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Women’s Health

Fearing COVID, struggling Malawian women forgo prenatal care



BLANTYRE, Malawi (AP) – Prenatal care at the health clinic was free, but the motorcycle taxi was more than Monica Maxwell could afford. Just four weeks before her baby was born, she cobbled together 1,400 kwacha ($ 1.75) for the 50-kilometer round trip. It was only her third visit – less than her first two pregnancies. The money she made selling tomatoes in the local market dried up due to the pandemic. Her husband’s income from the sale of goat meat also fell.

“It was the most difficult time of our life. We had no money to survive, ”said Maxwell, 31, while she and other women waited outside to be seen by a medical midwife. “We stayed at home most of the time.”

In a country where hospitals are so empty that women are expected to bring their own razor blades to cut their babies’ umbilical cords, the increasing poverty caused by the pandemic continues to put women’s lives at risk.

Officials say far fewer pregnant women in Malawi are getting the medical care they need amid the pandemic, with many foregoing medical visits and relying solely on traditional obstetricians for emotional support and traditional herbal treatments, but technical from the government Babies are prohibited due to their lack of formal training. Many families cannot afford hospital visits or, like Maxwell, transportation there; They also fear that they will contract the coronavirus in a medical facility.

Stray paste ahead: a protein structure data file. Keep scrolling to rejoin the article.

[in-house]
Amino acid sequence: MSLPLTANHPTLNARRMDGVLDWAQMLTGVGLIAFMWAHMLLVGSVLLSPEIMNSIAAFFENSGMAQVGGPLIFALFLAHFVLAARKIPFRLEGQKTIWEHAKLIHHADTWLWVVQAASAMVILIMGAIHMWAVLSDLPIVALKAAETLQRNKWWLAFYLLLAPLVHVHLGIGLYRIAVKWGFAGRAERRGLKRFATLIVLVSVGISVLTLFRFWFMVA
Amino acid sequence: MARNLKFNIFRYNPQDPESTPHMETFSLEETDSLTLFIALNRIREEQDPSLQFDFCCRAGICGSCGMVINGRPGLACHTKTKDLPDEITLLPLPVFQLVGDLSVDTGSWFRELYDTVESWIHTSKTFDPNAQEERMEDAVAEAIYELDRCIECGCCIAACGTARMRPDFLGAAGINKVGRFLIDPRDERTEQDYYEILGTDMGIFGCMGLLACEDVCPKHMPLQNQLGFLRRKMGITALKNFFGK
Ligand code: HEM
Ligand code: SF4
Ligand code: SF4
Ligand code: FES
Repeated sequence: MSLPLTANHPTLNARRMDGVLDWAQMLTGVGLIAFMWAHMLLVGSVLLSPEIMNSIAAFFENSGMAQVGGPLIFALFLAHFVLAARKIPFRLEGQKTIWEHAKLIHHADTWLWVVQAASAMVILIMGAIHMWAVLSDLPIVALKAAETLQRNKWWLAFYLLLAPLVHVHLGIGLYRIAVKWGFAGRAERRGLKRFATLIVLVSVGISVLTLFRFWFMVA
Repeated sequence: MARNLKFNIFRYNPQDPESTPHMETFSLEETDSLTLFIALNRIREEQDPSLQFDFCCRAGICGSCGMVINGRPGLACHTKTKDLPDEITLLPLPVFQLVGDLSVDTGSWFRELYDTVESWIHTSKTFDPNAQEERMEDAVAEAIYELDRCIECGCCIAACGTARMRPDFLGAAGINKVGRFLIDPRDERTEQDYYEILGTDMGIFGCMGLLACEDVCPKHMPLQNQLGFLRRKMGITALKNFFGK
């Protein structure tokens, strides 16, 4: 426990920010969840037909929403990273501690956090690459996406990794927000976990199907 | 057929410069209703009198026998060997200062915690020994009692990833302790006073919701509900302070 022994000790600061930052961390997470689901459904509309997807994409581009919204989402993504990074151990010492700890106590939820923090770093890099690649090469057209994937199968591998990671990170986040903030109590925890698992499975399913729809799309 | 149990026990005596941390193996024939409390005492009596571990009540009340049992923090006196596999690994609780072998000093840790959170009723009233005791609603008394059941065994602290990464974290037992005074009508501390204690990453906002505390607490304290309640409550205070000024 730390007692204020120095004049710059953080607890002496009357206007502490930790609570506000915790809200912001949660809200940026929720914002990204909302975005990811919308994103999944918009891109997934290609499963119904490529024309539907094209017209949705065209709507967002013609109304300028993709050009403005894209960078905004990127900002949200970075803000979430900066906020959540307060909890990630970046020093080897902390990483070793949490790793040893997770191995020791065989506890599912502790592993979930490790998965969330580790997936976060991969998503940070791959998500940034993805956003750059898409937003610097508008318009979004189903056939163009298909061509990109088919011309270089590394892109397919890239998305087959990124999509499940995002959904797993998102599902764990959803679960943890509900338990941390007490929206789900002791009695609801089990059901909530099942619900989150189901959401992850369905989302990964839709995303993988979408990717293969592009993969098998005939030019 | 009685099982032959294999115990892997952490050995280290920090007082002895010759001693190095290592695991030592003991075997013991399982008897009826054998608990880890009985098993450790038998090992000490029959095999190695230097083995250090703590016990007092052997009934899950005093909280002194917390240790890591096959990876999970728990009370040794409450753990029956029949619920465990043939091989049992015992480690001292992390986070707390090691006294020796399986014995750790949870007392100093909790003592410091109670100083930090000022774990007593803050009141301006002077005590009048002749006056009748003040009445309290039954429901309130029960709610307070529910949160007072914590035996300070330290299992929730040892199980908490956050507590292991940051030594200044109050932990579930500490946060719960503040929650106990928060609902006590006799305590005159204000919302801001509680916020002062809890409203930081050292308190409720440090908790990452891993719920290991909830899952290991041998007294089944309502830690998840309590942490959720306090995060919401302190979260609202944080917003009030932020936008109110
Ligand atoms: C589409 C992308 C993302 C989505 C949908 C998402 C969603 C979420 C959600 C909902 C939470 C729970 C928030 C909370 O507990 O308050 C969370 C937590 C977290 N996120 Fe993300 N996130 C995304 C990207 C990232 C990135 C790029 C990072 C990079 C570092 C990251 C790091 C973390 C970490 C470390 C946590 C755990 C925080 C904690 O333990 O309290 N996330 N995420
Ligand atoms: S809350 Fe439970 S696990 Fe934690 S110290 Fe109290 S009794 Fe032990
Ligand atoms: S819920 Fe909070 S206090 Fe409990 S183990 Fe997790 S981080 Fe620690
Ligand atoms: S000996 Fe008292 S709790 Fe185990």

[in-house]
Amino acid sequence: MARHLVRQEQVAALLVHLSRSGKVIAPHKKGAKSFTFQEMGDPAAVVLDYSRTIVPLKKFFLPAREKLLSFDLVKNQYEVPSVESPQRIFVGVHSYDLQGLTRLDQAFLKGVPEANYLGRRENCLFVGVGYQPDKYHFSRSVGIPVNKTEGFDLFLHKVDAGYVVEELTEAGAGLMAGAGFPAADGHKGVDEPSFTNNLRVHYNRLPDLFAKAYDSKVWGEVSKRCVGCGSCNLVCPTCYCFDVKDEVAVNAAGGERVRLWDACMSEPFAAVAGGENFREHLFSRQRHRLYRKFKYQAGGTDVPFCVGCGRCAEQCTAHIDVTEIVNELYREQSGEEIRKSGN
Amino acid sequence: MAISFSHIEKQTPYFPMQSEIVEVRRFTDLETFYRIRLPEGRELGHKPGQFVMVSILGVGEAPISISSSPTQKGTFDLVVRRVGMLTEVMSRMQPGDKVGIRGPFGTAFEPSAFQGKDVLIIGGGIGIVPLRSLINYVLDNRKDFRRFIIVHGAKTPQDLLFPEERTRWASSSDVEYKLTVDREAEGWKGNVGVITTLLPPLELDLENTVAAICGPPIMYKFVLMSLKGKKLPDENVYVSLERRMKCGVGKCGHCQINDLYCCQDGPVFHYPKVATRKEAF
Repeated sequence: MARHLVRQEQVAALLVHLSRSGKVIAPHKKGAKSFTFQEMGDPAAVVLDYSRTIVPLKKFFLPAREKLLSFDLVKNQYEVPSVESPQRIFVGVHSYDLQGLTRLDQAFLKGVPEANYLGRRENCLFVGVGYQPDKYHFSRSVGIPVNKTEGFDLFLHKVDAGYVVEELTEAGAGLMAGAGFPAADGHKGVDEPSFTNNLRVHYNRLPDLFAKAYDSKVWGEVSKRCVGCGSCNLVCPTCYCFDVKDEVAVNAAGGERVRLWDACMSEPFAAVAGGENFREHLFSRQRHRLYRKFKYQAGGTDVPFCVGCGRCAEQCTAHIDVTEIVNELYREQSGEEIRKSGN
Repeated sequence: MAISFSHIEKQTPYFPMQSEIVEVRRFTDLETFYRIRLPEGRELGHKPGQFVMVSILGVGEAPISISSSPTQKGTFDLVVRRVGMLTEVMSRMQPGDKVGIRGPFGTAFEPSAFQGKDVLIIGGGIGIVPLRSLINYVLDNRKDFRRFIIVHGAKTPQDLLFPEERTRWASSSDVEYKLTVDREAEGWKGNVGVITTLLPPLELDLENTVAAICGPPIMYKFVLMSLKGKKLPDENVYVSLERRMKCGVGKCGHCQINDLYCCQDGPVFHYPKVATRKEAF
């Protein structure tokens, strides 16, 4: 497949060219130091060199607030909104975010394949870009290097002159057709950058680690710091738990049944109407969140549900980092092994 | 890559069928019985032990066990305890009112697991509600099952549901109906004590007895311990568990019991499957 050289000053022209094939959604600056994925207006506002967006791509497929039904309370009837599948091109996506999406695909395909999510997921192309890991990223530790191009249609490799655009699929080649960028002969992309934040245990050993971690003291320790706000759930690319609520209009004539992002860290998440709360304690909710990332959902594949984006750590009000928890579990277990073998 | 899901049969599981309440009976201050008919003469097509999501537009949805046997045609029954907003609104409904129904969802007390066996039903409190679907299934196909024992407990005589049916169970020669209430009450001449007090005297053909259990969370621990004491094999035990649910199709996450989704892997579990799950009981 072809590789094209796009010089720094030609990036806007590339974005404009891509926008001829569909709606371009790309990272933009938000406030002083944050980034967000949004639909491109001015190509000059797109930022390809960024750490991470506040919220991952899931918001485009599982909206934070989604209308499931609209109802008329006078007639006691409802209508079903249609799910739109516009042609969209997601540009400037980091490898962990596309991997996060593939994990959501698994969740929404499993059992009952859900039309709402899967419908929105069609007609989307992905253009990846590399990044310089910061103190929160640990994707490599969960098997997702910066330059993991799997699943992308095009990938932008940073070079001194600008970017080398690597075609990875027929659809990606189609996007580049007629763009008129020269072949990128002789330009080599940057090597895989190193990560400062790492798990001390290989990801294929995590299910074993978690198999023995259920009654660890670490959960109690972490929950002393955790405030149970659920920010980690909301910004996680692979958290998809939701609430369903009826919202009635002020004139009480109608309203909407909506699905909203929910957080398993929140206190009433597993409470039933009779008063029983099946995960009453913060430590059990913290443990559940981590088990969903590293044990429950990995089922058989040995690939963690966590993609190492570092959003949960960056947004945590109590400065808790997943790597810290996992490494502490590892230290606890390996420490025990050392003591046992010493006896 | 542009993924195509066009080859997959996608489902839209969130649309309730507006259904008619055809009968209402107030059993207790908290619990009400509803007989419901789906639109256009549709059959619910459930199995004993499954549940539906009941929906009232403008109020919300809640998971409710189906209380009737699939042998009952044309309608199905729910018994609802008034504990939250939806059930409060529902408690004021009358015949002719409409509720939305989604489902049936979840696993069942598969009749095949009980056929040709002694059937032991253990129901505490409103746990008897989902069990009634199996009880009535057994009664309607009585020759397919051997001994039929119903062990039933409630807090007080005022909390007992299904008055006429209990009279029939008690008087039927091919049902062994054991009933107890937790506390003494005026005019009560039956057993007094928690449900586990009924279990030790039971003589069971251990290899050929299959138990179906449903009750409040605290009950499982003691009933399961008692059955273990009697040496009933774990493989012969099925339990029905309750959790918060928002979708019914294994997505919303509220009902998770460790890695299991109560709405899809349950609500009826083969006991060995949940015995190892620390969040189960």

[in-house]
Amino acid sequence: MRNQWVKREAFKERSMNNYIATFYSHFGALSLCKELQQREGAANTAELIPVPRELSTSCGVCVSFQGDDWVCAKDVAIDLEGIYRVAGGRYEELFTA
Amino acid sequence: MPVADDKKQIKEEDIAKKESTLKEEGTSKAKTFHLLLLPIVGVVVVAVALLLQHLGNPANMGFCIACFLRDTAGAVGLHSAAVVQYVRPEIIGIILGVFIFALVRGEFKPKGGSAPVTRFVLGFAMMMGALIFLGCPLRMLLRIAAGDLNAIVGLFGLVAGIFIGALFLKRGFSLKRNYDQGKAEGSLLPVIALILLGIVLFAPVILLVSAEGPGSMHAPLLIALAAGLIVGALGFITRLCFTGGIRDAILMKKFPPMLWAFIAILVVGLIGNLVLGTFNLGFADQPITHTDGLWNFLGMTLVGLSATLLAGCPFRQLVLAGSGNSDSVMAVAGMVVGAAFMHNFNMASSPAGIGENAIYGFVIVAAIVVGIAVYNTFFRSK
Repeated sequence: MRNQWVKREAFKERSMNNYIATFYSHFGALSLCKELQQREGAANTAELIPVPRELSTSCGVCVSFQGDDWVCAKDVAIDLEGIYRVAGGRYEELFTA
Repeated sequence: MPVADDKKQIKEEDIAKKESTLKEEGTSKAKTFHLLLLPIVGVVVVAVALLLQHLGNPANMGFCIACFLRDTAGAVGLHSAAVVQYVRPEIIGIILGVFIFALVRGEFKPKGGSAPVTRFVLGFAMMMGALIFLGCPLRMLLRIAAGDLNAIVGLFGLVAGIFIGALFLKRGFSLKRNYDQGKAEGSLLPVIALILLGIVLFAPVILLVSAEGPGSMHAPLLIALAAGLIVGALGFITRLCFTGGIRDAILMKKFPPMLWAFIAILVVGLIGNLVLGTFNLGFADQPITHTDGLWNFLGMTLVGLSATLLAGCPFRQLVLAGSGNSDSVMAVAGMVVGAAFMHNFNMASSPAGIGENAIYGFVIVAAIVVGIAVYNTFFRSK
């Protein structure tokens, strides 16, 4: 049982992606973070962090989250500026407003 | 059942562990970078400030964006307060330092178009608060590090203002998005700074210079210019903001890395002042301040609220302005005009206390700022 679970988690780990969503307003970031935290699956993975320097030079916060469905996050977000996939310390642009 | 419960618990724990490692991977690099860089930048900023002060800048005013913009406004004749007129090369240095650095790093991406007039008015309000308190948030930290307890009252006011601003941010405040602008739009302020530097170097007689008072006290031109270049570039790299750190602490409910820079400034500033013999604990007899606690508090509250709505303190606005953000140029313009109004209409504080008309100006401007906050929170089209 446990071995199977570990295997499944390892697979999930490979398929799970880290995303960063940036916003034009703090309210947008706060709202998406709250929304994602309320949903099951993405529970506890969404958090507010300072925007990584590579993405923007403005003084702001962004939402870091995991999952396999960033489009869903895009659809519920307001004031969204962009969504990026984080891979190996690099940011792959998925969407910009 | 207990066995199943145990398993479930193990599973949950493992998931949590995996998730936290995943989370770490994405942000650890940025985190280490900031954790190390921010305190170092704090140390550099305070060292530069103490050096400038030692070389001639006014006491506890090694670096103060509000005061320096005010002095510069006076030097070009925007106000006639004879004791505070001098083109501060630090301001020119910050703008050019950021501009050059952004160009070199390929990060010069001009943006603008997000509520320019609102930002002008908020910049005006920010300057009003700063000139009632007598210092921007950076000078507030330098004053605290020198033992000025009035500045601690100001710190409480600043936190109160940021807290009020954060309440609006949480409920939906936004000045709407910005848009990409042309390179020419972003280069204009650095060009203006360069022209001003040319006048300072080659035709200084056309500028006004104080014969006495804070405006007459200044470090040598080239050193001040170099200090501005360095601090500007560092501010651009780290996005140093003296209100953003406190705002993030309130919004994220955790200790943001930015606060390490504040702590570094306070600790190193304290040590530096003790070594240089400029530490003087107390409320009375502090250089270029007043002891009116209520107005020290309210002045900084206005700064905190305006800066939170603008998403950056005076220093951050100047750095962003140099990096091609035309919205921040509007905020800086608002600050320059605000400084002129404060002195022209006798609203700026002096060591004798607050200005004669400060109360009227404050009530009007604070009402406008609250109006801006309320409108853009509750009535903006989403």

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At risk are the gains Malawi – a largely rural part of a country of 18 million people – has made over the past decade in fighting the poor record of maternal mortality. According to the United Nations Population Fund, Malawi women have a 1 in 29 risk of life-long death from pregnancy or childbirth. The country has 439 such deaths per 100,000 live births – a number that had to be reduced from 984 per 100,000 in 2004 as women gained better access to medical care, especially in emergencies.

Still, Malawi’s rate is the third highest in southern Africa. The rates are 19 per 100,000 births in the United States and 7 per 100,000 in the United Kingdom.


This story is part of a year-long series on the impact of the pandemic on women in Africa, worst in the least developed countries. The series of AP is funded by the European Journalism Center’s European Development Journalism Grants program, supported by the Bill & Melinda Gates Foundation. AP is responsible for all content.


Malawian hospitals also suffered from staff shortages when nurses were mobilized to treat coronavirus patients – resulting in a certain lack of skilled labor for childbirth, said Young Hong of the United Nations Population Fund.

“The pandemic not only affected the availability of labor, but also put great pressure on the entire health system, including the shortage of certain drugs, equipment and basic medical supplies such as surgical gloves,” said Hong, who found eight Malawian women die every day Pregnancy complications far higher than the COVID-19 toll. “This had a huge impact on the quality of maternal health care during the pandemic.”

At the Ndirande Health Center, a little northeast of the country’s commercial capital, Blantyre, around 100 women came daily for prenatal services before the pandemic. When COVID-19 surfaced, that number fell by half and is now only 15 to 20 patients, said Jacqueline Kolove, a nurse at the clinic.